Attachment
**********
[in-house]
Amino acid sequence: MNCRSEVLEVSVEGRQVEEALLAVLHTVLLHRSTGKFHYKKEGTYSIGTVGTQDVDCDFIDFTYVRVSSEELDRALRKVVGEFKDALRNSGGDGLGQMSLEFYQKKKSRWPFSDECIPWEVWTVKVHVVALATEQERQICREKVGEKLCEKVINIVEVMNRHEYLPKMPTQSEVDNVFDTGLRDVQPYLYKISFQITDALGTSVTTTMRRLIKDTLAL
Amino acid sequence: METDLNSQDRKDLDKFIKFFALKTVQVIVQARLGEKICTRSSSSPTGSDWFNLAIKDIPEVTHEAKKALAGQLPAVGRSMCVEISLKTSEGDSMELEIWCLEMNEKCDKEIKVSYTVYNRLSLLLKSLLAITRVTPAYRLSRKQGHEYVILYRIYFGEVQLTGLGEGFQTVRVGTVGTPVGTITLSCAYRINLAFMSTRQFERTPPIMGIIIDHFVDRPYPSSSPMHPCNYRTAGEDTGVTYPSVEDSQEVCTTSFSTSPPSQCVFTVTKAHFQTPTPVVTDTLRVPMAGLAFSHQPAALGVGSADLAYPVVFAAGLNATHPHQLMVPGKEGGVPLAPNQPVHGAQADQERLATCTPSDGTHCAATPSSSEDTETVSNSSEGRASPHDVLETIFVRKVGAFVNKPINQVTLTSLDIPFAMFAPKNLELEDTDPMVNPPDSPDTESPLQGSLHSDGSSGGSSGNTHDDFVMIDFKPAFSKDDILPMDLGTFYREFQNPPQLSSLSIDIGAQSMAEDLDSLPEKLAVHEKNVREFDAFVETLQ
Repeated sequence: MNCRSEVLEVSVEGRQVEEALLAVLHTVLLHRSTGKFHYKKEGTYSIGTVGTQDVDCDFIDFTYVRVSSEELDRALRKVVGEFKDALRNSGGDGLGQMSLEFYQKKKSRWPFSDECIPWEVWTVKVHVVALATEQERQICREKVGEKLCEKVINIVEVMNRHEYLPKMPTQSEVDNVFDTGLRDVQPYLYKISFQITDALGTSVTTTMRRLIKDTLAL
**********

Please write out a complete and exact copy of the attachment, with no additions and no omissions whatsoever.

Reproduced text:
[in-house]
Amino acid sequence: MNCRSEVLEVSVEGRQVEEALLAVLHTVLLHRSTGKFHYKKEGTYSIGTVGTQDVDCDFIDFTYVRVSSEELDRALRKVVGEFKDALRNSGGDGLGQMSLEFYQKKKSRWPFSDECIPWEVWTVKVHVVALATEQERQICREKVGEKLCEKVINIVEVMNRHEYLPKMPTQSEVDNVFDTGLRDVQPYLYKISFQITDALGTSVTTTMRRLIKDTLAL
Amino acid sequence: METDLNSQDRKDLDKFIKFFALKTVQVIVQARLGEKICTRSSSSPTGSDWFNLAIKDIPEVTHEAKKALAGQLPAVGRSMCVEISLKTSEGDSMELEIWCLEMNEKCDKEIKVSYTVYNRLSLLLKSLLAITRVTPAYRLSRKQGHEYVILYRIYFGEVQLTGLGEGFQTVRVGTVGTPVGTITLSCAYRINLAFMSTRQFERTPPIMGIIIDHFVDRPYPSSSPMHPCNYRTAGEDTGVTYPSVEDSQEVCTTSFSTSPPSQCVFTVTKAHFQTPTPVVTDTLRVPMAGLAFSHQPAALGVGSADLAYPVVFAAGLNATHPHQLMVPGKEGGVPLAPNQPVHGAQADQERLATCTPSDGTHCAATPSSSEDTETVSNSSEGRASPHDVLETIFVRKVGAFVNKPINQVTLTSLDIPFAMFAPKNLELEDTDPMVNPPDSPDTESPLQGSLHSDGSSGGSSGNTHDDFVMIDFKPAFSKDDILPMDLGTFYREFQNPPQLSSLSIDIGAQSMAEDLDSLPEKLAVHEKNVREFDAFVETLQ
Repeated sequence: MNCRSEVLEVSVEGRQVEEALLAVLHTVLLHRSTGKFHYKKEGTYSIGTVGTQDVDCDFIDFTYVRVSSEELDRALRKVVGEFKDALRNSGGDGLGQMSLEFYQKKKSRWPFSDECIPWEVWTVKVHVVALATEQERQICREKVGEKLCEKVINIVEVMNRHEYLPKMPTQSEVDNVFDTGLRDVQPYLYKISFQITDALGTSVTTTMRRLIKDTLAL